Who is the biggest traitor in U.S. history? The usual suspects are John Walker Jr., the Rosenbergs, and of course the venerable favorite whose name has become almost synonymous with treachery, Benedict Arnold. But today the bar has been raised. I would like to nominate a new candidate for this ignominious title, the editorial board of the Washington Post, for publishing this editorial advocating against a presidential pardon for Edward Snowden.
The arguments for and against pardoning Snowden are complicated, and reasonable people can disagree. The reason I am calling out the Post editorial board specifically is that their position completely ignores one crucial fact: Ed Snowden never disclosed any of the information he took from the NSA to the public. He specifically wanted someone else to make the decision about what, if anything, should be disclosed. In particular, he specifically wanted journalists to make those decisions. Among the journalists who made those decisions were the ones on the staff of the Washington Post. And they won a Pulitzer prize for their work.
For the Post to now turn around and say that Ed Snowden should rot in prison for public disclosures that they themselves decided to make is the worst treachery, cowardice and hypocrisy that I have ever witnessed. It is a catastrophic error in judgement. That it comes from the same newspaper that set the standard for public disclosure through its reporting of the Watergate scandal makes it all the more egregious.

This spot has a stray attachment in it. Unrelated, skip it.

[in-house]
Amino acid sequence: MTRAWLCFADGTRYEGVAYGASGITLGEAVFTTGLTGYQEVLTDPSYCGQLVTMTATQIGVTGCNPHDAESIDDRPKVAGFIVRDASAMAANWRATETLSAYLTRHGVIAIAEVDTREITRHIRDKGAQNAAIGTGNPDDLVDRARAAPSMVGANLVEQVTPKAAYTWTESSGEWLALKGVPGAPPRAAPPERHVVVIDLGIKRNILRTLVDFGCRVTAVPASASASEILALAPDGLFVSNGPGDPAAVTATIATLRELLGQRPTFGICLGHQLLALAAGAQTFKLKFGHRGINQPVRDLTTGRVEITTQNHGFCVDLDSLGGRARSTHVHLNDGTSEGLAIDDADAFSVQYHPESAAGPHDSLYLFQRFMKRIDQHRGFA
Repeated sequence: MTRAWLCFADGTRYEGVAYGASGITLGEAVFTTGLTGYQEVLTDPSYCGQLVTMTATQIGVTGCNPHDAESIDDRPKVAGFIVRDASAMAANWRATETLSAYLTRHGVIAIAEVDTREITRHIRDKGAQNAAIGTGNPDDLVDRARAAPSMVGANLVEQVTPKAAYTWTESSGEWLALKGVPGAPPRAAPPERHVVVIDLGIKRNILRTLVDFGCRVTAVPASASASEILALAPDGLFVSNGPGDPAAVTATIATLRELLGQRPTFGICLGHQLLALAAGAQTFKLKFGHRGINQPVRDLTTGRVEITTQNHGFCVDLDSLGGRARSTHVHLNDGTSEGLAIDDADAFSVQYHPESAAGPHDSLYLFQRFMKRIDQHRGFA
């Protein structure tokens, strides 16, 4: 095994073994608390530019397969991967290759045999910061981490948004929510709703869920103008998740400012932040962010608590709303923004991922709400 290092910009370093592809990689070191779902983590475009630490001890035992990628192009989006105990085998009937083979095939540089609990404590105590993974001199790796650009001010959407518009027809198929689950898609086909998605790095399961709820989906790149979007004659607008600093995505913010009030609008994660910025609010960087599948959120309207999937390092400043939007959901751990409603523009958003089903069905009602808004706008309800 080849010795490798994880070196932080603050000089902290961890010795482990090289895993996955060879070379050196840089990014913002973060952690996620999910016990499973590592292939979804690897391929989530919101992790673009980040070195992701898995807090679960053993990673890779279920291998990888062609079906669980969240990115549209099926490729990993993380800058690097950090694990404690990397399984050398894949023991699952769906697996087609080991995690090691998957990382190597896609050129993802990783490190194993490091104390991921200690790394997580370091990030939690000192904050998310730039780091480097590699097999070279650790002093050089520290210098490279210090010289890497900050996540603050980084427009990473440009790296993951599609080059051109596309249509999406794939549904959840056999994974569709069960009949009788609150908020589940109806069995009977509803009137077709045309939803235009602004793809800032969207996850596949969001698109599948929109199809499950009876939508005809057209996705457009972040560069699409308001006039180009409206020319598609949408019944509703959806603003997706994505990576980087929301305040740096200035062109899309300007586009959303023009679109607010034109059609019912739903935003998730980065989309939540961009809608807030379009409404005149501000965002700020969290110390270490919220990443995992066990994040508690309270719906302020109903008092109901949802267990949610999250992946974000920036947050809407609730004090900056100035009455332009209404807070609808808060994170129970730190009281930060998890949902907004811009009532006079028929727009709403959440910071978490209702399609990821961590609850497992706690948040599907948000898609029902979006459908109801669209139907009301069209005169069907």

There is a deeply disturbing trend in the world of ever increased deference to power. The free press is one of the institutions that was supposed to keep this sort of thing in check, and one of the principal mechanisms by which the free press is supposed to do that job is through the unique relationship between journalists and their sources. Journalists are supposed to protect their sources, mainly by keeping their identities secret. Ed Snowden, to his everlasting credit, voluntarily outed himself, but not the documents that he took. The Post (and the Guardian) did that. If the Post really thinks that Ed Snowden should go to prison, then they need to turn themselves in to be prosecuted as his willing accomplices, because there can be no question that this is what they are.
But of course they will not do this, because they are cowards and traitors and hypocrites. And they have probably done permanent damage to the cause of freedom and democracy by bulldozing the covenant between journalists and their sources, that they were in this together, that they had a shared interest in public disclosure of truths that powerful people might not want to be known.
No more. From this day forward sources will always have to consider the possibility that a journalist will throw them under the bus, that they might go to prison while the reporters are polishing their Pulitzers. And from this day forward We the People will have to wonder: what have we not been told that we really ought to know because the editorial board of the Washington Post made this fateful decision back in September of 2016?